Thursday, September 2, 2010

Eating to Prevent Constipation

Each year millions of Americans spend over $725 million for over-the-counter laxatives to relieve constipation. But did you know that you can prevent constipation by paying attention to your diet and eating foods that are high in fiber?

Constipation without an underlying medical cause often occurs as a result of not eating enough dietary fiber. The American diet, which tends to be high in fat and refined carbohydrates, often leads to constipation. On the other hand, people who eat a diet that is rich in fiber are less likely to become constipated.

Dietary Fiber
Dietary fiber is the part of plant foods that cannot be digested and absorbed into the bloodstream. This fiber, sometimes referred to as roughage, provides the bulk that you need to form stool and move it along the digestive tract. You can get lots of fiber by eating foods that are minimally processed, including whole grains, fruits, vegetables, nuts, dried beans and peas.

Water is essential for keeping stool soft and easy to pass. Of course, you can get fluids from other foods as well. What is important is that you drink enough liquid to prevent dehydration and keep your stool soft. Certain foods and drinks, such as coffee or other caffeine-containing beverages can increase urine output and lead to dehydration. Excess sweating can also lead to dehydration if you do not drink enough fluids. Keep this in mind, as you will need to replace the fluids you lose daily in order to avoid becoming dehydrated.

High Fiber Foods
It is important to eat foods that are high in fiber in order to prevent constipation. The good news is, you have lots of foods to choose from. Here are just a few: Whole wheat bread, wheat bran, brown rice, corn, barley; apples, okra, pears, watermelon, mango, papaya, guava, pineapple; broccoli, spinach, collard greens, pumpkin, sweet potato; red beans, garbanzos, pigeon peas; almond, walnuts, pumpkin seed, flaxseed and sunflower seed.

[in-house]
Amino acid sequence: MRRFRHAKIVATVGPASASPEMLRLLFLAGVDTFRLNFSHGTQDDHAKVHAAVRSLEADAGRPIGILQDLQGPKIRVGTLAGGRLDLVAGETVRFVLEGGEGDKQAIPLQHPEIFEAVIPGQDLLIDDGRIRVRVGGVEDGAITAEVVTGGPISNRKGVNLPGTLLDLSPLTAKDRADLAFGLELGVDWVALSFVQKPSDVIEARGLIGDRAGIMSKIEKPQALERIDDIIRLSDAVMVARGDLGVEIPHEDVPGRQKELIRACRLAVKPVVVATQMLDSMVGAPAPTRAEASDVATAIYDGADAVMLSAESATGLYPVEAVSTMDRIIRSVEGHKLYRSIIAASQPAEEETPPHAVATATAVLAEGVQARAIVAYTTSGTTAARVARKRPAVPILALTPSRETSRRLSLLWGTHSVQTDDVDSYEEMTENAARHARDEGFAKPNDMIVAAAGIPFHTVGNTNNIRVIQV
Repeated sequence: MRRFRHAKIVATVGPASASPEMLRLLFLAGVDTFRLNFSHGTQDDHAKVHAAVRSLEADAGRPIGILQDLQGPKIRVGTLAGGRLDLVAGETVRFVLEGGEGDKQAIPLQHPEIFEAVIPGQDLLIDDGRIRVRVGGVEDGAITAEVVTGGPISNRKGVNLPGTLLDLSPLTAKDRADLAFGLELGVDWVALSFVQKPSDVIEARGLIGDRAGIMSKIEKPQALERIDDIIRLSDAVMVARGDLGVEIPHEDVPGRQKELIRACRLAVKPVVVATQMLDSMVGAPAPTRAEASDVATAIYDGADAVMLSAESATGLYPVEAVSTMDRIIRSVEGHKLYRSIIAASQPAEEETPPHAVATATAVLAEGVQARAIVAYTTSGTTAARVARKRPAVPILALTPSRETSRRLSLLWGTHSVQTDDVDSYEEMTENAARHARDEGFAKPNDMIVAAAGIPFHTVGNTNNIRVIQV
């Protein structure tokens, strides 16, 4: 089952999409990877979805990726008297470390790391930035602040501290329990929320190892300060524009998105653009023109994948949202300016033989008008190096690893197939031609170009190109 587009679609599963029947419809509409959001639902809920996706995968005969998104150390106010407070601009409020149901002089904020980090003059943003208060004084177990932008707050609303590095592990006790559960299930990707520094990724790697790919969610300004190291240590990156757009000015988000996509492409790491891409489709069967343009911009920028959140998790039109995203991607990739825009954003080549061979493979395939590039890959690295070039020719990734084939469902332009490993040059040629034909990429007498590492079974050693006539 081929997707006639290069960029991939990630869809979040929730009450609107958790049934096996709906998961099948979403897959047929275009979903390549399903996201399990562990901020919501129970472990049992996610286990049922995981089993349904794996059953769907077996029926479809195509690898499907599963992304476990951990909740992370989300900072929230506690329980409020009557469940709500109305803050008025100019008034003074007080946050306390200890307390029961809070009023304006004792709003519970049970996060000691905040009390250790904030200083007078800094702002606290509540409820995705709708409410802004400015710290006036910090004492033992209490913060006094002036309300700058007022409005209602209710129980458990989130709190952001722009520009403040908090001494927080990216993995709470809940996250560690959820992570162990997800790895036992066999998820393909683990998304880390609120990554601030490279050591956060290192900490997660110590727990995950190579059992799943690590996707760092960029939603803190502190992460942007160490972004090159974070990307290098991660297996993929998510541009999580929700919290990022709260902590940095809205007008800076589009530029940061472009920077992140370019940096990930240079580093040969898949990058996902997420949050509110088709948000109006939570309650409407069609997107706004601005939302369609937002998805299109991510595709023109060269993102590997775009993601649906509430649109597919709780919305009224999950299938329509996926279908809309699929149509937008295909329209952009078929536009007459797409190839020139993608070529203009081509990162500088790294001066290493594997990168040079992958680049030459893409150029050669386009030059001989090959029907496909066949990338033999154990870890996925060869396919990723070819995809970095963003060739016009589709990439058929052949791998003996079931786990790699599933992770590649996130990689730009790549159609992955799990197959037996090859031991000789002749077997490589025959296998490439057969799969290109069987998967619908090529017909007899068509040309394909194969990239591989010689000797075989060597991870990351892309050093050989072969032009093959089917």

Eating foods that are high in fiber can help to promote regular bowel movements, prevent constipation and promote overall health and wellbeing.


Warning. If you are constipated despite eating a diet that is high in fiber, you may need to discuss the problem with your doctor to rule out any serious medical condition or other causes, such as prescription medications, psychological problems or other conditions requiring medical attention. For diet-related constipation, talk to a registered dietitian about how to get more fiber and fluids in your diet.
The information provided on this site is for education and general information purposes only and does not constitute medical advice. Please see your appropriate medical authority for personalized medical attention.
Also, please note that the appearance of any product or service on this site does not constitute an endorsement, unless specifically indicated.

About Dr. Dorene E. Carter
Dr. Dorene E. Carter is a registered dietitian and nutrition consultant with over 25 years of experience in nutrition education, counseling, training, consulting and writing. She is founder and CEO of CHANA Project, the Child Health and Nutrition Access Project, a nonprofit organization serving children and families. Dr. Carter received her PhD in Nutrition from the University of California, Berkeley.